I kept comparing it to Rainbow Rowell, and especially Carry On. Carry On and The Rest of Us Just Live Here were published around the same time but, unfortunately, Rowell did a better job. She crafted a better anti-Chosen One story, with better characters and a better message. She even had better parenthetical asides!

If you liked Chaos Walking, you won’t necessarily like this book – it was very different. However, if you like contemporary YA you’ll probably like this just fine.

3/6: more good than bad

Other reviews:

The Guardian
Teen Librarian Tool Box
New York Times

Bastards of the Reagan Era

Bastards of the Reagan Era by Reginald Dwayne Betts9781935536659

publication date: 2016
pages: 68
ISBN: 978-1-935536-65-9

This poetry collection chronicled Betts’s time in the 1980s and 90s during the “crack epidemic” and as an inmate in prison. He took a direct and nuanced look at the tangles of the drug war in cities at that time. The significance of the title seemed to be two-fold: first, he felt his community was complicit in the explosion of drug use that happened at that time, and the consequences of that complicity:

It take a nation of millions to hold / us back? Well they got that. We got that too. / Hands around our throat. Before you suffocate / your own fool self. Father forgive. . .

The second aspect of the title was the role the government and society at large played:

Death reinvented when red / was the curse of men born black / and lost in a drama Reagan read / as war: crack vials and cash and red / in our eyes and we not still / with a pocket full of stones.

The poems were generally focused on a few major themes: selling drugs, the inner city, and prison life. Many of the poems were labeled as elegies, including “Elegy Where a City Burns,” which contained these lines:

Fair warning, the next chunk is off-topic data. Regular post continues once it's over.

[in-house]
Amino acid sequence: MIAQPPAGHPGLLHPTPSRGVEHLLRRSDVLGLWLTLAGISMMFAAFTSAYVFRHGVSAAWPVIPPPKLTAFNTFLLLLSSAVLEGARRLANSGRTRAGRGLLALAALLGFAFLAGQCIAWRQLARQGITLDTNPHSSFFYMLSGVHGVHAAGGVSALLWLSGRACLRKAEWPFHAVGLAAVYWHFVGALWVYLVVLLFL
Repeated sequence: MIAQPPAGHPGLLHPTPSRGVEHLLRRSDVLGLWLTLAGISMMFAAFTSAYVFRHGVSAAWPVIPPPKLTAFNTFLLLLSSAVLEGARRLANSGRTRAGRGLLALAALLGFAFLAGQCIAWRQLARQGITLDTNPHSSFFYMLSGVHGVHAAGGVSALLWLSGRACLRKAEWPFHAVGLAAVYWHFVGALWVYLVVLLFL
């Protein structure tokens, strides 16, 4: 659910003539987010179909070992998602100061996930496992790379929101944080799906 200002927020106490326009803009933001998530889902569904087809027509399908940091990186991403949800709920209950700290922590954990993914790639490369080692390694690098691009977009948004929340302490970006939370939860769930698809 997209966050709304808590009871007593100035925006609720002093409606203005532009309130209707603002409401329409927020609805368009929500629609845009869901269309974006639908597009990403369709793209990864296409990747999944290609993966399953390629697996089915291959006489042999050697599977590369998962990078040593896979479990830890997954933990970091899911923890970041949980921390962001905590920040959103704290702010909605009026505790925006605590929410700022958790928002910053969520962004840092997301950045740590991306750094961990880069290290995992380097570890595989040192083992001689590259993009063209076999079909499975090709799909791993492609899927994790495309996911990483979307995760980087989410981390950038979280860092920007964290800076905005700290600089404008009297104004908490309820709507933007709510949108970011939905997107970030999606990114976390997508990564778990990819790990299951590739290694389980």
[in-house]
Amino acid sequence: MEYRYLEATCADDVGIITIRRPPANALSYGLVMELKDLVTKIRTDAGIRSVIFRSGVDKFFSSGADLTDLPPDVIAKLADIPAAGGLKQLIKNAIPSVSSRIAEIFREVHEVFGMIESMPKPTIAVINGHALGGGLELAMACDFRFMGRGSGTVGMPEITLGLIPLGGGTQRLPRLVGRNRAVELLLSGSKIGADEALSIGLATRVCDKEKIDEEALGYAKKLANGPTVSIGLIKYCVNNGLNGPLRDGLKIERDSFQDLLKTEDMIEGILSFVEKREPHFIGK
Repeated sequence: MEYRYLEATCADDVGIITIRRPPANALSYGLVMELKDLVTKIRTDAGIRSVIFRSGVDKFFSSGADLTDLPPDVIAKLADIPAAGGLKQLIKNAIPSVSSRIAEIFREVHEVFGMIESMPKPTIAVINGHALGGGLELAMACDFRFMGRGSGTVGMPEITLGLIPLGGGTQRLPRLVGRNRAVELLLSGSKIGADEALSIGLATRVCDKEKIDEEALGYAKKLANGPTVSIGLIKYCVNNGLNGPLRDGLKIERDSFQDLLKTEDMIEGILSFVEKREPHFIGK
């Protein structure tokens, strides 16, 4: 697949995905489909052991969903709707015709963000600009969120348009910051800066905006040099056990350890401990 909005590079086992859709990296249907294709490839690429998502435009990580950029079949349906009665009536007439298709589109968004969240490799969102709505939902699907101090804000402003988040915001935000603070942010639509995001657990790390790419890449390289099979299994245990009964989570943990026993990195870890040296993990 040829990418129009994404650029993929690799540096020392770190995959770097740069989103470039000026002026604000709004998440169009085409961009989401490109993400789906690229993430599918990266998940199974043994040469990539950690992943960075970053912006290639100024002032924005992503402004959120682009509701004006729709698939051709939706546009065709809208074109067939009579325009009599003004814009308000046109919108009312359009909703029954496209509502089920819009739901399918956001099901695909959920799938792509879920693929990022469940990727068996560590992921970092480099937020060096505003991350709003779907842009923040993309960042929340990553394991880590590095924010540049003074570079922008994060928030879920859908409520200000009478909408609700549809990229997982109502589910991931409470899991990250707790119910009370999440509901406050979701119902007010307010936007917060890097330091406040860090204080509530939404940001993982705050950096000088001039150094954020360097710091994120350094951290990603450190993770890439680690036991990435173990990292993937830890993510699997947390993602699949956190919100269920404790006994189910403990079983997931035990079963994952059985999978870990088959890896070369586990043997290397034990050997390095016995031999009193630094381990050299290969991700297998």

They wake / young & bound by count time & chow call, / burning in purgatory / where there is no rest. / & their lives: music, that same / melody —, / where prison is the imitation of life.

These forceful and repeated themes were present throughout and seemed to be focused around a thesis, possibly summed up in these lines:

We were all running down demons with our / Chests out, fists squeezed to hammers and I was / Like them, unwilling to admit one thing: / On some days I just needed my father.

The language, rhythm, and imagery of the poems was usually striking and rarely fell flat. One of my favorite poems was about a game of street football with these lines:

Touchdowns are as rare as angels / & when the boy turns his body, / the RIP shirt slants against the wind, / & there is a moment when he is not / weighed down by gravity, when / he owns the moment before he crashes / into the other boys’ waiting arms & they / all look like a dozen mannequins, / controlled by the spinning sneaker / strings of the dead boys above them.

These poems focused on a subject matter not often found in published poetry and the author crafted his thought and concepts wonderfully.

5/6: seek this book out

Other reviews:

New York Times
Rhizomatic Ideas
Muzzle Magazine

Jackaby

Jackaby by William Ritter9781616203535

publication date: 2014
pages: 209
ISBN: 978-1-61620-353-5

William Ritter took several successful formulas – a Sherlock-esque antisocial detective, a supernatural mystery, a steam punky female narrator – and spliced them together to form Jackaby.

The book followed Abigail Rook as she arrived in New Fiddleham, New England, in 1892. Abigail stumbled upon Jackaby, an eccentric detective of the occult, and began work for him as his assistant. The two quickly (unnervingly quickly) encountered a murder that needed solving. Abigail and Jackaby worked together, along with a police officer, a banshee, and a ghost, to solve the case.

In general, I found the whole book to be quite tedious. Jackaby was almost a straight rip-off of Sherlock Holmes, except he argued for the metaphysical and not against it. As an example, here was Jackaby convincing a police officer to take them further into a crime scene, which I’m pretty sure I’ve seen in every Sherlock ever: